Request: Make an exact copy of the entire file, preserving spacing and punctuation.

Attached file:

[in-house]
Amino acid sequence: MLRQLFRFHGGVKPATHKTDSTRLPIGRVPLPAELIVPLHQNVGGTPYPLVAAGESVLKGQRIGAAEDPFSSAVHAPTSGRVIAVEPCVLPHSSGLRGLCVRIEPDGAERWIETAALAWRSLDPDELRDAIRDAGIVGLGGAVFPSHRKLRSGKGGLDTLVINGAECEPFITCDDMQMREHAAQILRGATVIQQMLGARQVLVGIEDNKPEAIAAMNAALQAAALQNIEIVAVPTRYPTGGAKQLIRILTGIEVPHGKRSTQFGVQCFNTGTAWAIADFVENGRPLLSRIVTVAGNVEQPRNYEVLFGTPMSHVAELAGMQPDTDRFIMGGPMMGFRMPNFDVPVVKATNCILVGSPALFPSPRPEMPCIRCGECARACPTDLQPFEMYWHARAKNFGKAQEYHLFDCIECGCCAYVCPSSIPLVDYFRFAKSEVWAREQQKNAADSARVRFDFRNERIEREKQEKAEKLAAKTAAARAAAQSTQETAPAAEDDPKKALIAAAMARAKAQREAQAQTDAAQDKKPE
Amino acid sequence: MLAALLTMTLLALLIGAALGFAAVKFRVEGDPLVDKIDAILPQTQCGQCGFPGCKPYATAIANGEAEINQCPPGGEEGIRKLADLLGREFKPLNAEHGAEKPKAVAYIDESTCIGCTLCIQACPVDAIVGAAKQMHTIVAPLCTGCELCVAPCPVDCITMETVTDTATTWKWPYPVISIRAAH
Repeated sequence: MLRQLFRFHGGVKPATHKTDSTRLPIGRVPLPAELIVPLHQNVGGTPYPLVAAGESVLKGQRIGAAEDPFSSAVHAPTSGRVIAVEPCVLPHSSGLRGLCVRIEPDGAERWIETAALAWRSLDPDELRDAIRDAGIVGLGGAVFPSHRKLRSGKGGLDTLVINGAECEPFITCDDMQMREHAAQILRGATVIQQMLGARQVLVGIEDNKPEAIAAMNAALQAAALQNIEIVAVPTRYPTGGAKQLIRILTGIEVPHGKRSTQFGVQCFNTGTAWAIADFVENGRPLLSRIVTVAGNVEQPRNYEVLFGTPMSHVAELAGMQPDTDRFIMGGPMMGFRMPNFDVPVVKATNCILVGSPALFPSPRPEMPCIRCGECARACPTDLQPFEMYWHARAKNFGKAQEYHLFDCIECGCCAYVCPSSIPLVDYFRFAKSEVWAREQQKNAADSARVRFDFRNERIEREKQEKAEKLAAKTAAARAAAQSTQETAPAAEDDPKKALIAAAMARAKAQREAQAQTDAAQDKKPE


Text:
[in-house]
Amino acid sequence: MLRQLFRFHGGVKPATHKTDSTRLPIGRVPLPAELIVPLHQNVGGTPYPLVAAGESVLKGQRIGAAEDPFSSAVHAPTSGRVIAVEPCVLPHSSGLRGLCVRIEPDGAERWIETAALAWRSLDPDELRDAIRDAGIVGLGGAVFPSHRKLRSGKGGLDTLVINGAECEPFITCDDMQMREHAAQILRGATVIQQMLGARQVLVGIEDNKPEAIAAMNAALQAAALQNIEIVAVPTRYPTGGAKQLIRILTGIEVPHGKRSTQFGVQCFNTGTAWAIADFVENGRPLLSRIVTVAGNVEQPRNYEVLFGTPMSHVAELAGMQPDTDRFIMGGPMMGFRMPNFDVPVVKATNCILVGSPALFPSPRPEMPCIRCGECARACPTDLQPFEMYWHARAKNFGKAQEYHLFDCIECGCCAYVCPSSIPLVDYFRFAKSEVWAREQQKNAADSARVRFDFRNERIEREKQEKAEKLAAKTAAARAAAQSTQETAPAAEDDPKKALIAAAMARAKAQREAQAQTDAAQDKKPE
Amino acid sequence: MLAALLTMTLLALLIGAALGFAAVKFRVEGDPLVDKIDAILPQTQCGQCGFPGCKPYATAIANGEAEINQCPPGGEEGIRKLADLLGREFKPLNAEHGAEKPKAVAYIDESTCIGCTLCIQACPVDAIVGAAKQMHTIVAPLCTGCELCVAPCPVDCITMETVTDTATTWKWPYPVISIRAAH
Repeated sequence: MLRQLFRFHGGVKPATHKTDSTRLPIGRVPLPAELIVPLHQNVGGTPYPLVAAGESVLKGQRIGAAEDPFSSAVHAPTSGRVIAVEPCVLPHSSGLRGLCVRIEPDGAERWIETAALAWRSLDPDELRDAIRDAGIVGLGGAVFPSHRKLRSGKGGLDTLVINGAECEPFITCDDMQMREHAAQILRGATVIQQMLGARQVLVGIEDNKPEAIAAMNAALQAAALQNIEIVAVPTRYPTGGAKQLIRILTGIEVPHGKRSTQFGVQCFNTGTAWAIADFVENGRPLLSRIVTVAGNVEQPRNYEVLFGTPMSHVAELAGMQPDTDRFIMGGPMMGFRMPNFDVPVVKATNCILVGSPALFPSPRPEMPCIRCGECARACPTDLQPFEMYWHARAKNFGKAQEYHLFDCIECGCCAYVCPSSIPLVDYFRFAKSEVWAREQQKNAADSARVRFDFRNERIEREKQEKAEKLAAKTAAARAAAQSTQETAPAAEDDPKKALIAAAMARAKAQREAQAQTDAAQDKKPE